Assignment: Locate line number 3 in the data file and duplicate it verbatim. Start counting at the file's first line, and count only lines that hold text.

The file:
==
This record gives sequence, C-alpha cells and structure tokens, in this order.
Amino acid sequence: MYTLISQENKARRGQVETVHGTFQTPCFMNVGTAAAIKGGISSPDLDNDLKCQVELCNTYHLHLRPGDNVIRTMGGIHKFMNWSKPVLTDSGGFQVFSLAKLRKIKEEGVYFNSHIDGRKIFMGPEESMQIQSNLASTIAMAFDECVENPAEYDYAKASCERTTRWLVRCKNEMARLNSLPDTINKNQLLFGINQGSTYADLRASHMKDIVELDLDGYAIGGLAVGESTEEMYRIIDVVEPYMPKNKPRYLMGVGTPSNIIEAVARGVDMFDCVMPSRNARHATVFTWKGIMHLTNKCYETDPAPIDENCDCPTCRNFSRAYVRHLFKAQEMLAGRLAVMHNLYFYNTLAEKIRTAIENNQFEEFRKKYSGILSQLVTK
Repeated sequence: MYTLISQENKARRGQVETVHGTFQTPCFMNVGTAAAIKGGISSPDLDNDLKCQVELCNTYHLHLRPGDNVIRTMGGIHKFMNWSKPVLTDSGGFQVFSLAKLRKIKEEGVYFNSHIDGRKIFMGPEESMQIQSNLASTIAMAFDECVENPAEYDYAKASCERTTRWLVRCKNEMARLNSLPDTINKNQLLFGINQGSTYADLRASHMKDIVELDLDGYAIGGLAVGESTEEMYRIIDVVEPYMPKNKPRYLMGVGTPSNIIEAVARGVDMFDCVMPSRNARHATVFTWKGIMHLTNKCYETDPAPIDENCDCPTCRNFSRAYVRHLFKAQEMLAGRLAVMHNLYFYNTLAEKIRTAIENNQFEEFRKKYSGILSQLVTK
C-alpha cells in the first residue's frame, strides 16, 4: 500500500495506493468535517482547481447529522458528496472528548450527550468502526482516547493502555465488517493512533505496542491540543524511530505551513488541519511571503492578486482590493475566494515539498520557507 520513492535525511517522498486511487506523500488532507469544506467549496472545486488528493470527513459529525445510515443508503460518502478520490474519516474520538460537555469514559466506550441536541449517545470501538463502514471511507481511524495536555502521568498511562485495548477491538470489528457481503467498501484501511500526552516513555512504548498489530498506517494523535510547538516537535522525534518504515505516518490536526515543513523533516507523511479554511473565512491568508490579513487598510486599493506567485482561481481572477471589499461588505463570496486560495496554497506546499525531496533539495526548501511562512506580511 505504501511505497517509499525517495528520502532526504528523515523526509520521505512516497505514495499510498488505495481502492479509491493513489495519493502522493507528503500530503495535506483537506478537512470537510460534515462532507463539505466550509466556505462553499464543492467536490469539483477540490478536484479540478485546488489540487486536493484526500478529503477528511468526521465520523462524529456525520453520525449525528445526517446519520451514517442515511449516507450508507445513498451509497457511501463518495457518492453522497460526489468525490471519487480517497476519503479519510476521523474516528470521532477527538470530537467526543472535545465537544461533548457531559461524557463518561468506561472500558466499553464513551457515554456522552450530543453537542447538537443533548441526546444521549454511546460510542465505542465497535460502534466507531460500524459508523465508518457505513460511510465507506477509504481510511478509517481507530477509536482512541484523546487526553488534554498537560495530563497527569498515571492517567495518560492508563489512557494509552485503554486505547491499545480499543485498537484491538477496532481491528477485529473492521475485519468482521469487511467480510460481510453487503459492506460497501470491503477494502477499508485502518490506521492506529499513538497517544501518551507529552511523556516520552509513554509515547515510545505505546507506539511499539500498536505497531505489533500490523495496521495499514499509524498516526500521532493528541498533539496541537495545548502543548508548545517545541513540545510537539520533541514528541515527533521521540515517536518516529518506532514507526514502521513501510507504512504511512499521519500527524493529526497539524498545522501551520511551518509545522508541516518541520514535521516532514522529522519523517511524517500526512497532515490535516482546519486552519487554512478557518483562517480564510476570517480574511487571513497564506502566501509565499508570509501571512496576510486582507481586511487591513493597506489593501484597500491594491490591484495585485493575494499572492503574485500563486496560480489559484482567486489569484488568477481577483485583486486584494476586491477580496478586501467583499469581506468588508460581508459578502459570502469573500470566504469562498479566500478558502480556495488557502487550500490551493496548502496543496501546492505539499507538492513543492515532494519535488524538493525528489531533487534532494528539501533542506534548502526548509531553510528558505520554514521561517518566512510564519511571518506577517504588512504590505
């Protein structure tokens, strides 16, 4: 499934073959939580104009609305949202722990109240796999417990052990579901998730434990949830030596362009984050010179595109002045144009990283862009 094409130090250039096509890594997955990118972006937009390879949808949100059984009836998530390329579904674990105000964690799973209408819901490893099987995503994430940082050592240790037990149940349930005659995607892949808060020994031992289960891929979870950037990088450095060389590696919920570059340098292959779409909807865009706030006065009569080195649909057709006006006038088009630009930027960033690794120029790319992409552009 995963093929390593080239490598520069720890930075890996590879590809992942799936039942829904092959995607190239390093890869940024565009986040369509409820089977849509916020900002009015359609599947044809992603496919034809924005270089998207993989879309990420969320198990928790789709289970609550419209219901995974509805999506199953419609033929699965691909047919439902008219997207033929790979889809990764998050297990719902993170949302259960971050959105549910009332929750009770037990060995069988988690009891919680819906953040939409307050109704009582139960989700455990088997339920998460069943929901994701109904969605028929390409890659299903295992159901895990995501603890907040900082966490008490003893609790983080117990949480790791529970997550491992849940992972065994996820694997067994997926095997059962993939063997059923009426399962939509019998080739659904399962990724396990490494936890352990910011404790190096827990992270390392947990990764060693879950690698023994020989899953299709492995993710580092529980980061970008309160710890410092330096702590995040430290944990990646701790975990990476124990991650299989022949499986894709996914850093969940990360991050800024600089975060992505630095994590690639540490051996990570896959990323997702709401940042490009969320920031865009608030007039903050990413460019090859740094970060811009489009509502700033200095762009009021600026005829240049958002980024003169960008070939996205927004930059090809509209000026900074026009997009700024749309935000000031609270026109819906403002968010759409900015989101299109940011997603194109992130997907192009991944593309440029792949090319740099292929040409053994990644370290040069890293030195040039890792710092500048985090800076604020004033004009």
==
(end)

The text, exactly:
Repeated sequence: MYTLISQENKARRGQVETVHGTFQTPCFMNVGTAAAIKGGISSPDLDNDLKCQVELCNTYHLHLRPGDNVIRTMGGIHKFMNWSKPVLTDSGGFQVFSLAKLRKIKEEGVYFNSHIDGRKIFMGPEESMQIQSNLASTIAMAFDECVENPAEYDYAKASCERTTRWLVRCKNEMARLNSLPDTINKNQLLFGINQGSTYADLRASHMKDIVELDLDGYAIGGLAVGESTEEMYRIIDVVEPYMPKNKPRYLMGVGTPSNIIEAVARGVDMFDCVMPSRNARHATVFTWKGIMHLTNKCYETDPAPIDENCDCPTCRNFSRAYVRHLFKAQEMLAGRLAVMHNLYFYNTLAEKIRTAIENNQFEEFRKKYSGILSQLVTK